Dive into the details and you find, of course, that some forms of depression respond better to drugs than others, or some drugs work better than others. But though the proportions may be comprised of different people, roughly the same proportion of people that respond to drugs respond to something that is, by design, the exact opposite of drugs:

A placebo … is a substance or treatment which is designed to have no therapeutic value.

And although this is the most striking case, it’s hardly an isolated one (as we will discover). The placebo effect is, frankly, stunningly effective. And so, we should reword my earlier question to be more specific.

Why is it that, when someone undergoes a course of alternative therapy, and it works, our collective response is that it’s just a placebo?

Why do we handwave away the benefits of off-piste and esoteric therapies like reiki, chiropractic, hypnosis, homeopathy, and herbalism with this odd little phrase?

It’s clearly intended to be condescending. The inclusion of that heavily weighted ‘just’ makes that abundantly clear. It’s meant to be synonymous with a phrase like ‘it’s all in your head’.

I suggest the closest meaning to that implied is that whatever benefit derived was somehow accidental, not incidental. That the treatment worked, not because of the treatment, but in spite of it.

Just like drugs.

And so, perhaps now, my point is clear. Let me proceed to beat it to death.

Placebos that work

Let us move away from the medical term for placebo, and adopt the common use. The medical term means ‘something that is designed to have no therapeutic value’. The common use is, as I said, something closer to ‘something that is all in your head’.

This isn’t, in fact, too far from the original definition of the word. Placebo, derived from the latin for ‘I will please’, was originally used to describe medicine designed more to please the patient than to benefit them.

With this little transformation, we can attack this odd little human foible of ours more directly. We can address, specifically, that something ‘merely’ designed to please, or something that targets our psyche over our molecules is something we should be comfortable handwaving away. That our pleasure is somehow different to our benefit.

Let us also, for now, operate under the strictest constraints, in which we’re not allowed to invoke mechanisms outside the scientific canon like healing energy fields or molecular memories. Under these constraints, the effects of the placebo must be limited to whatever tools our bodies have on hand to fix the problem and, miraculous cases aside, are usually limited to addressing only certain kinds of symptoms. On this view, a placebo couldn’t cure diabetes, but merely alleviate some of the outcomes. It couldn’t eliminate multiple-sclerosis, but simply make it less visible in our lives.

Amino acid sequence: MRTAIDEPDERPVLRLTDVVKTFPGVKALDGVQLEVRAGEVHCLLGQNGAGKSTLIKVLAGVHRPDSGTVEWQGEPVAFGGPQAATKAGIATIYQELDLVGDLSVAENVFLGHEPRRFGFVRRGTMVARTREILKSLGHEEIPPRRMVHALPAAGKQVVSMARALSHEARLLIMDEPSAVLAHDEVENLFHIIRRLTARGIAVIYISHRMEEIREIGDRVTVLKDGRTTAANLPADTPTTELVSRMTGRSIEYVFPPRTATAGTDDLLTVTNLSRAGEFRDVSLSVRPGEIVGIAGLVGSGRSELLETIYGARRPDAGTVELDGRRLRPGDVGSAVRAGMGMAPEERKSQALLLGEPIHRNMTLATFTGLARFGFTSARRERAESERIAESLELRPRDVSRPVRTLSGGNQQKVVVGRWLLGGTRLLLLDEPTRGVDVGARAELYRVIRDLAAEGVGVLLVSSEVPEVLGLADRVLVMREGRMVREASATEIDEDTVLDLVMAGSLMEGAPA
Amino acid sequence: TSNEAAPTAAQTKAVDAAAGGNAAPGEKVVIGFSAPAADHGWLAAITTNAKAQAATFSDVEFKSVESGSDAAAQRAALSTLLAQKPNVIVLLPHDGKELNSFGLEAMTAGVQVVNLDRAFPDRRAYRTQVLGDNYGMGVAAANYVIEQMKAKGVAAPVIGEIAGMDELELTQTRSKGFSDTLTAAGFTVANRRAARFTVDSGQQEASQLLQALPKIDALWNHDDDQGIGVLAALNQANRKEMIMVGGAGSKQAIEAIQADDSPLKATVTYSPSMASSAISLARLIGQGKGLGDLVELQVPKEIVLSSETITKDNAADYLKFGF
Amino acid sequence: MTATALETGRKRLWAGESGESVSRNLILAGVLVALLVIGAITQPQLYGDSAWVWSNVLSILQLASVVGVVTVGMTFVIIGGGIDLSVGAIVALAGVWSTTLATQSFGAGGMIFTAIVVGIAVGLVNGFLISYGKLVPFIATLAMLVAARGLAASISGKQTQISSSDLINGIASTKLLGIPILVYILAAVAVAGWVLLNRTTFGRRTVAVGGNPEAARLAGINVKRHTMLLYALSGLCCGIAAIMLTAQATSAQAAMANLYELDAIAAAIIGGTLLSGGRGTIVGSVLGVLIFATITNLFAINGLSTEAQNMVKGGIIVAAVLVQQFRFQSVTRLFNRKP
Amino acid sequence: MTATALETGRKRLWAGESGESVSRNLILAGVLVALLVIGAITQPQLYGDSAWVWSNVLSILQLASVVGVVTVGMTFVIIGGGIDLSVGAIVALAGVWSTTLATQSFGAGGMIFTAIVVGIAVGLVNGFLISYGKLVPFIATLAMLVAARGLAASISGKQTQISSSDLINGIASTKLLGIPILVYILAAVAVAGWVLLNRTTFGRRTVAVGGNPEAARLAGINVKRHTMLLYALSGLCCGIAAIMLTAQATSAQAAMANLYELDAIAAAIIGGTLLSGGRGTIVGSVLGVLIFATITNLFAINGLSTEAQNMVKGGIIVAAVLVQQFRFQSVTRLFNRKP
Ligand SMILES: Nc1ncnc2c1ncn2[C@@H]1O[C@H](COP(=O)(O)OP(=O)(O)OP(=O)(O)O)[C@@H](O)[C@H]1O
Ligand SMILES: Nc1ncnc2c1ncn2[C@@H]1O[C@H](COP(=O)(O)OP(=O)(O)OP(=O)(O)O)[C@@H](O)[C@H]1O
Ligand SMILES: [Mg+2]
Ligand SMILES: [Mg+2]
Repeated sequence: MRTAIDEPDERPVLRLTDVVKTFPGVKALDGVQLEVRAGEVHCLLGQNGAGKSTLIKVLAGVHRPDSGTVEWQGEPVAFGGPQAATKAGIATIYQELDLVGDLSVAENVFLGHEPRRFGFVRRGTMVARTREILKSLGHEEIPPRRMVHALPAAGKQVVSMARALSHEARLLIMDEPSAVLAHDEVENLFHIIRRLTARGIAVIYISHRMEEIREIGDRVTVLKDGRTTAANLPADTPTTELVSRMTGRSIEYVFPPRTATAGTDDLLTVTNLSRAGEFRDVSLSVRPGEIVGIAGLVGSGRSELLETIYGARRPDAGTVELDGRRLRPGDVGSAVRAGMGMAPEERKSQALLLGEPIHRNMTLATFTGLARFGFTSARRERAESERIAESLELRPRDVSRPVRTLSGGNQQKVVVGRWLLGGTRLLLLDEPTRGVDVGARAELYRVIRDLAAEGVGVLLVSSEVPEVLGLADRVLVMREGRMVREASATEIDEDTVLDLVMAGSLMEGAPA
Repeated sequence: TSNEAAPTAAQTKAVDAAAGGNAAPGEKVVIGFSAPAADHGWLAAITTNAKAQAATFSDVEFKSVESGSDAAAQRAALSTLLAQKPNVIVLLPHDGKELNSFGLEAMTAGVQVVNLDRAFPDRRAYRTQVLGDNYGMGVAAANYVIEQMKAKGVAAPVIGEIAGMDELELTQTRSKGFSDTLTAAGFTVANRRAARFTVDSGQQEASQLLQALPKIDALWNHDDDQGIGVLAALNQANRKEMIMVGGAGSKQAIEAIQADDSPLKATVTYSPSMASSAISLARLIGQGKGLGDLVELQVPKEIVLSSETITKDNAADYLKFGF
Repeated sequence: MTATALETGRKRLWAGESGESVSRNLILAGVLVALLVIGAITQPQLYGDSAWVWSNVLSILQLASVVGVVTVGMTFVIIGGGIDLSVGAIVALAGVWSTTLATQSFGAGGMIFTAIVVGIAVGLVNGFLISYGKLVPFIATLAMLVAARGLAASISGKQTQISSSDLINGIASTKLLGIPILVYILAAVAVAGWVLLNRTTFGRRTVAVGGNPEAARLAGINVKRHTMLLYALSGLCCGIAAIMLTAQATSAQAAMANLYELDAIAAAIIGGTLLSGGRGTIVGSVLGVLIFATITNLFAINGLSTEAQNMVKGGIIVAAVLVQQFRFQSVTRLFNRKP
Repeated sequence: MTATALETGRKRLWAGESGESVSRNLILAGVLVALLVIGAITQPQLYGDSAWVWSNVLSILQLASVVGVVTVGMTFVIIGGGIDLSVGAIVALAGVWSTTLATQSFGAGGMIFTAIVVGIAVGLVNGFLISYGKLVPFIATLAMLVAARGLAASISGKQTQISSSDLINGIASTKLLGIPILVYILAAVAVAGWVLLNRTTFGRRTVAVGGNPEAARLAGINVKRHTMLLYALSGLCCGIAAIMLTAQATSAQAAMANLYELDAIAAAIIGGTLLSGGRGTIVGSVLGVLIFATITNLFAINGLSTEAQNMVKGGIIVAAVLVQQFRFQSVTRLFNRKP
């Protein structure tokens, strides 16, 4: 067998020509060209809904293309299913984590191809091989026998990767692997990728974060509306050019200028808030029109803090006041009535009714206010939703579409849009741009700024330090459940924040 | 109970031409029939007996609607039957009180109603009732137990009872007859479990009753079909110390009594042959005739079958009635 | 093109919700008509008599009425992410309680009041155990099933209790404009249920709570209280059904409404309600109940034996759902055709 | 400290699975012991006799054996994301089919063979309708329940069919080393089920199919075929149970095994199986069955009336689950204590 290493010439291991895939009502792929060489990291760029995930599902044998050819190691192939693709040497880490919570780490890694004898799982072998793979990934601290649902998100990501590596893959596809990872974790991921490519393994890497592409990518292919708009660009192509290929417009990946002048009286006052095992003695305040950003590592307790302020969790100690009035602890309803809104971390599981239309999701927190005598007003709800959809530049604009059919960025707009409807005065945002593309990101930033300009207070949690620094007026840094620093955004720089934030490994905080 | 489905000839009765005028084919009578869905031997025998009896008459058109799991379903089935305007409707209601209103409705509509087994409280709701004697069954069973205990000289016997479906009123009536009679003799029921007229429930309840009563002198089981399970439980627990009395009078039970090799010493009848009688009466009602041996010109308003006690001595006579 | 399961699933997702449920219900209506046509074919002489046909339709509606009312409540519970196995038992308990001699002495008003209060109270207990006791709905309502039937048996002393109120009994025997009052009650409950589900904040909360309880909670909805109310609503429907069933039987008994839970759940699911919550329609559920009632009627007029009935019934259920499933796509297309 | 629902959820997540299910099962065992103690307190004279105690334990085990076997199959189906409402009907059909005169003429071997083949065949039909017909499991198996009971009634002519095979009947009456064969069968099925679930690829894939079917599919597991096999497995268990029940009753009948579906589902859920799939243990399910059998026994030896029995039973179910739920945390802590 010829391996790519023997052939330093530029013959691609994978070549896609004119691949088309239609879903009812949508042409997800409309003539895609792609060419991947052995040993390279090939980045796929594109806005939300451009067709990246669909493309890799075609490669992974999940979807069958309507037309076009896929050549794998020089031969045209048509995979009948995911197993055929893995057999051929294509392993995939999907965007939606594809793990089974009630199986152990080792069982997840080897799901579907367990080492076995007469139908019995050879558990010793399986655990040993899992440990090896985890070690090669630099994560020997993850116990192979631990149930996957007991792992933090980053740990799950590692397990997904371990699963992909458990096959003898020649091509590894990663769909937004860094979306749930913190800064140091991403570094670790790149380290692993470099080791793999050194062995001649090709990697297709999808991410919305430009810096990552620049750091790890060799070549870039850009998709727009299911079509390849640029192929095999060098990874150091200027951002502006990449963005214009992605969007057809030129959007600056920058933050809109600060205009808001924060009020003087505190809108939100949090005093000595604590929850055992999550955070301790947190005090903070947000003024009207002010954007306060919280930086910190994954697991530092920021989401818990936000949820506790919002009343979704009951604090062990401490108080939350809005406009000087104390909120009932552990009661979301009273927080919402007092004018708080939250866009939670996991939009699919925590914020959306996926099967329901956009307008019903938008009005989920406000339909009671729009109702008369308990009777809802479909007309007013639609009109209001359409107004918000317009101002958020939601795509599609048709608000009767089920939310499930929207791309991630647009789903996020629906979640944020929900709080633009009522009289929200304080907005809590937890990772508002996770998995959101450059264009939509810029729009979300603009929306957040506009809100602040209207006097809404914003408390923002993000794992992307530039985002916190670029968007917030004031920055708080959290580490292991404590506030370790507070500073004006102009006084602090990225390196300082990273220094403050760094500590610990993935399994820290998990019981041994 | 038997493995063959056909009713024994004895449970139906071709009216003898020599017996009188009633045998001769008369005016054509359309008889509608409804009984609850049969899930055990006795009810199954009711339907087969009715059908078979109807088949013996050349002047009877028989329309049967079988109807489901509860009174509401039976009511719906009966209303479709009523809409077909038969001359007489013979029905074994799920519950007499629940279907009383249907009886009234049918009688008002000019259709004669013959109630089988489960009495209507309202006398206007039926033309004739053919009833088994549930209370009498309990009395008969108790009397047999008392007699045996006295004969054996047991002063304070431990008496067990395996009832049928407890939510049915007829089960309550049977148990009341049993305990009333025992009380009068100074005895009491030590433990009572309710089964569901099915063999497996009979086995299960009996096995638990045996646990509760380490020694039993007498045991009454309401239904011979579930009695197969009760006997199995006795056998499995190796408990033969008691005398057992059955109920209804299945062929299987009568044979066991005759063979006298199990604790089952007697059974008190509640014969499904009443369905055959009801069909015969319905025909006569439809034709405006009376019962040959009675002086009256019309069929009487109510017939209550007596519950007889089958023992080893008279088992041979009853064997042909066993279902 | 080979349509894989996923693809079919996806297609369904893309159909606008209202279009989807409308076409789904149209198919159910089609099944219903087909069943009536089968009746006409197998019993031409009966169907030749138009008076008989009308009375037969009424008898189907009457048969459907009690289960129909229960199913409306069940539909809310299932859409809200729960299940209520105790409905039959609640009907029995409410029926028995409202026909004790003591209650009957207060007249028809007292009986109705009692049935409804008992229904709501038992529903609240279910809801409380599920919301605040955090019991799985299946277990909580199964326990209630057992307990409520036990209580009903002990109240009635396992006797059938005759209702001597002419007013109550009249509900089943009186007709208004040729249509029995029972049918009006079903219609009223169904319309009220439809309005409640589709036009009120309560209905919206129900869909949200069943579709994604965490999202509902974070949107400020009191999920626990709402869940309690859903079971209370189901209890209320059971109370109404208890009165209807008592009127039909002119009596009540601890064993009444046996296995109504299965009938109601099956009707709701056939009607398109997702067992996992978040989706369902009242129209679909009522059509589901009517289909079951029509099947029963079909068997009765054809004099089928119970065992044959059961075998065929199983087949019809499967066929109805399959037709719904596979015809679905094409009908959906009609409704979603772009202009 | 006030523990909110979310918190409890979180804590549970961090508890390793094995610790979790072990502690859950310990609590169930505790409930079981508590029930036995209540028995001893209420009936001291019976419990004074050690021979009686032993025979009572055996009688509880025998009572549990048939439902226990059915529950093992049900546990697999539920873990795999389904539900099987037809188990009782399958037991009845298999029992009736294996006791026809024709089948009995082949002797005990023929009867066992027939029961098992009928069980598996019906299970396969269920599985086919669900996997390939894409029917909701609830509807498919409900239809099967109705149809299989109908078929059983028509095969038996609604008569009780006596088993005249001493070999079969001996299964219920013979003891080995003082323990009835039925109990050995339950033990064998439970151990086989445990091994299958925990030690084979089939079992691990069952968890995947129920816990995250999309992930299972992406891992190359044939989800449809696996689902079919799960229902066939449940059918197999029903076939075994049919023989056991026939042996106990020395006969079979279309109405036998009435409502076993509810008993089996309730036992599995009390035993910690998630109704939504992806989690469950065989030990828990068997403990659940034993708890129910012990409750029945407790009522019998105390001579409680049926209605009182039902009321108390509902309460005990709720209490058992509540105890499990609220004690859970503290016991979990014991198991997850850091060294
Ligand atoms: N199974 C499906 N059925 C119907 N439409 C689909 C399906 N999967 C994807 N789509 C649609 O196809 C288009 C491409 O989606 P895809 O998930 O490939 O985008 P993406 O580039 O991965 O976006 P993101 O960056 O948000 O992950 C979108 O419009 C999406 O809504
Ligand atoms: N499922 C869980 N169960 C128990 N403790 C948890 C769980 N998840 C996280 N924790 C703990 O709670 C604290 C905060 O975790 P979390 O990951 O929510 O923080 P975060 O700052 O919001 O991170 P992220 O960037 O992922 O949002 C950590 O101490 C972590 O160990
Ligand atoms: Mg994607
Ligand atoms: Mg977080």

With these in mind, let’s explore these ‘mere’ placebos.

Back to antidepressants

The first example is easiest. We have already noted that a placebo has, on average, roughly equivalent performance to antidepressants. This is such a striking result that some suggest the placebo effect is accounting for some proportion of the improvement in even those treated with the drugs.

Under our strict constraints, this is entirely plausible. A placebo, limited only to addressing symptoms, would be wonderfully placed to treat many kinds of psychiatric illness. The problem with most mood disorders is precisely the symptoms. The so-called ‘chemical imbalance’ theory is largely under question, mostly because we have no idea what a chemical imbalance would even look like. To quote myself:

serotonin is known as the ‘happiness molecule’. We know it has a relationship to mood. Interesting evidence suggests this is so. For example, we think that the despondent ‘come down’ after taking drugs like MDMA is related to a depletion of serotonin in the brain.

But if you just flood the brain of a depressed person with serotonin, they don’t get happier. The anti-depressant that does this only improves symptoms for something like a third of people. A similar number to simply providing a placebo pill instead. More interestingly, people taking these drugs are more likely to try and kill themselves.

We shouldn’t draw too many conclusions from this, because many other factors are at play there. But it certainly makes clear that the claim that we know what a chemical imbalance looks like, or how to fix it, would be overstating the case.

Rather, mood disorders are often characterised as disorders of distress—a diagnosis that asks whether the person is suffering unduly from their symptoms rather than if anything is physically untoward. The subjective point at which reasonable responses to a stressful environment have become something they feel they can no longer manage.

If a placebo is the thing that alleviates their suffering, or helps them manage their symptoms better, then the mood disorder is no longer so disordered. The fact that the placebo was in their heads would be precisely the reason it would be so effective.

Moving to the tangible

But even if it were some chemical imbalance, it wouldn’t seem particularly strange to me to learn that a placebo could address this too. Things that are ‘all in our heads’ can have extraordinary impacts on the more tangible parts of our heads, and indeed the rest of our bodies.